Welcome to a new edition of the CW Stars “Tweets & Grams Of The Week” – check out what your favorite CW Stars were up to last week!

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James Baldwin is a phenomenal writer. If you haven’t read any of his work, I recommend it. It’s a wonder there is so much Black excellence in the world when we are tasked with the burden and distraction and debilitation that White Supremacy brings. Having to work twice as hard to get half as much and all the while with a knee on our necks. A knee taken in protest of the lives lost to Police Brutality, is bizarrely to some an affront on Patriotism. Are you proud of your country? I’m not just talking about the US. The roots of racism are deeply embedded in Europe too. Do not come to my page to tell me all lives matter or to complain about violence (perpetrated by police officers) at the protests we are seeing. The system is broken. We can’t fix it, we need a new one. If this post makes you feel bad or ashamed or annoyed, that’s okay. But I hope you take a moment at some point to think less of your own feelings and more of how you can be useful. #BlackLivesMatter

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As someone who’s lived with a mental health disorder, I’ve searched and dug as deep as possible, oftentimes even fighting against myself to be proud of WHO I am. Battles lost and battles won. But I’ve never been so deeply sorry for WHAT I am than in the times where the color of my skin is associated with horrific and unforgivable acts, such as the brutal murder of George Floyd. I, as a white human being, cannot even fathom the utter heartbreak of the black community right now. And not just right now… all throughout history. But statements and conversations alone can’t dictate the course of the future. Action can. Action has to. Go to justiceforbigfloyd.com and sign the petition to demand that justice is served. #sayhisname #georgefloyd

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Swipe through these in my story. This is something I’ve been thinking a lot about recently and having conversations with friends, family and people on social media about. It’s embarrassing for me personally to admit as a 30 year old adult, but being anti racist wasn’t something I had thought much about. I really thought knowing I wasn’t racist was enough. I knew what was in my heart and I thought carrying that with me would be enough. I’ve always been more comfortable mostly keeping to myself. I’m what you could call an introvert and a homebody. Ironically enough, being in the spotlight or putting myself out there can really make me uncomfortable. I’ve never thought of myself as an activist and I honestly still don’t. I’ve never felt smart enough I guess. I’ve never felt like I truly have something to contribute. But I’ve realized and am realizing that it’s my whiteness that allowed me to think just knowing I wasn’t racist was enough. I was naive. What I’m learning now is that’s not enough. I need to be more actively anti racist. My black friends and black Americans I don’t know are depending on me and other people with skin like mine to use our voices right now. And they always have been. I was just naive enough to think that that wasn’t my fight. That I was “doing my part” by not being racist. I’m going to continue to use my platform and just my every day life and encounters to be a better ally for people that didn’t have the head start in life that I did. I’m sorry it took me so long to get here. I’m here now. I know I still don’t have all the tools needed or all the knowledge to be the best possible ally. But I know now me being uncomfortable is just going to be a part of the equation and I’m willing to have those conversations and to do my best to help.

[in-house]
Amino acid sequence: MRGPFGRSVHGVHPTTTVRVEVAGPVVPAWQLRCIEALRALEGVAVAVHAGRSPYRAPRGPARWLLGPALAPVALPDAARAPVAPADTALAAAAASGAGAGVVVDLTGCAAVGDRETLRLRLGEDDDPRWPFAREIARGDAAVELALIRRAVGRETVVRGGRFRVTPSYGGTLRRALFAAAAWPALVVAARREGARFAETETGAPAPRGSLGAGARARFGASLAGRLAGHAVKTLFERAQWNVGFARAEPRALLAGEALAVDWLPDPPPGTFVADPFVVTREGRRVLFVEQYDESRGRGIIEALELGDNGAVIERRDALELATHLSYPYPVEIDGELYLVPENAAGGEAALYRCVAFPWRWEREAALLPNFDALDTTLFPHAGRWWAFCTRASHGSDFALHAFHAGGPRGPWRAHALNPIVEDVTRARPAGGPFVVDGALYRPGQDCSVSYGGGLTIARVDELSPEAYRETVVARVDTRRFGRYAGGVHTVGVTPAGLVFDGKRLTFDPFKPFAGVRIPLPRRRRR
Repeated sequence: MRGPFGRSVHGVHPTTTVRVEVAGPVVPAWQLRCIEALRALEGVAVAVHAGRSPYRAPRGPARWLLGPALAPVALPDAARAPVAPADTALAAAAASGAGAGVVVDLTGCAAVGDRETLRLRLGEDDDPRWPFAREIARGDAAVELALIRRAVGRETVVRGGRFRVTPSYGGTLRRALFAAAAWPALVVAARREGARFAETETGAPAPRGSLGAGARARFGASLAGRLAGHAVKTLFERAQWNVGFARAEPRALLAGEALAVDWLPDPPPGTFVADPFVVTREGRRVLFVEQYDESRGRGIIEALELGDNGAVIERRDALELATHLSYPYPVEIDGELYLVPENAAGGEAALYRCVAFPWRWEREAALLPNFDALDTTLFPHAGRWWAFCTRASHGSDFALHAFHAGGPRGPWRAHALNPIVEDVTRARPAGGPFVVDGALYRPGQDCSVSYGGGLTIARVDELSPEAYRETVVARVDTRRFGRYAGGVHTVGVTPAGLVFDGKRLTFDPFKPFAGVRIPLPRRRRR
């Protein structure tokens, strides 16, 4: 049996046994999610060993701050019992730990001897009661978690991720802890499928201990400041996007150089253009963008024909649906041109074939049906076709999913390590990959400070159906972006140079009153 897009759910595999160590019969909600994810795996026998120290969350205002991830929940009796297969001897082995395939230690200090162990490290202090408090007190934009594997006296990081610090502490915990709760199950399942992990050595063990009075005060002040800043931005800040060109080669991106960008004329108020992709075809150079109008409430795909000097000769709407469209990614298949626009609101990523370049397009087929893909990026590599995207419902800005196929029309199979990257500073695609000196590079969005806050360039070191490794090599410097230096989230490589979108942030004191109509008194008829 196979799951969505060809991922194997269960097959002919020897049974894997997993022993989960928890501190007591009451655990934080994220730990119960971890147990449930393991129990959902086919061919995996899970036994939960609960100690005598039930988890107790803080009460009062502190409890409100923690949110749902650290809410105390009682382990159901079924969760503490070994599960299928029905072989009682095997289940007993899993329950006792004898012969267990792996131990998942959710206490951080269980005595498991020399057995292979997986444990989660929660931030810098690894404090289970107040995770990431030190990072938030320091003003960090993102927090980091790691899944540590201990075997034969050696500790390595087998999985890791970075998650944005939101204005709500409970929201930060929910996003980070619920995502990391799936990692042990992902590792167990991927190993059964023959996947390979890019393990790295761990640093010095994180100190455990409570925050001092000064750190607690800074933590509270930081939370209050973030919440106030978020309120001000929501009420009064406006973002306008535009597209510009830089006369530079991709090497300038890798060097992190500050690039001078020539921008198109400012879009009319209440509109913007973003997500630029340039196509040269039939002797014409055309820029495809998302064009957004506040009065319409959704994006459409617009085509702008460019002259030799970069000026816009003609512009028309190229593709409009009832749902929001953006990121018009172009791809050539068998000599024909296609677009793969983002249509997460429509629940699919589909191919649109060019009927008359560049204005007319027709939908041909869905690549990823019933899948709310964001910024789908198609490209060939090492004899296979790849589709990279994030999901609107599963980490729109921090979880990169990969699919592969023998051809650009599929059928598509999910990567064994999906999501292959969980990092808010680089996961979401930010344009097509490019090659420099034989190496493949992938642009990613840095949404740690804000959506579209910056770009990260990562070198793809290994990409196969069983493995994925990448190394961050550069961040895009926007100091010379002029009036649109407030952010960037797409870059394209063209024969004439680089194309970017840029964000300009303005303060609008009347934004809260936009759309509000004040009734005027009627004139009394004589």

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soul food. big mood. mild attitude.

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💔

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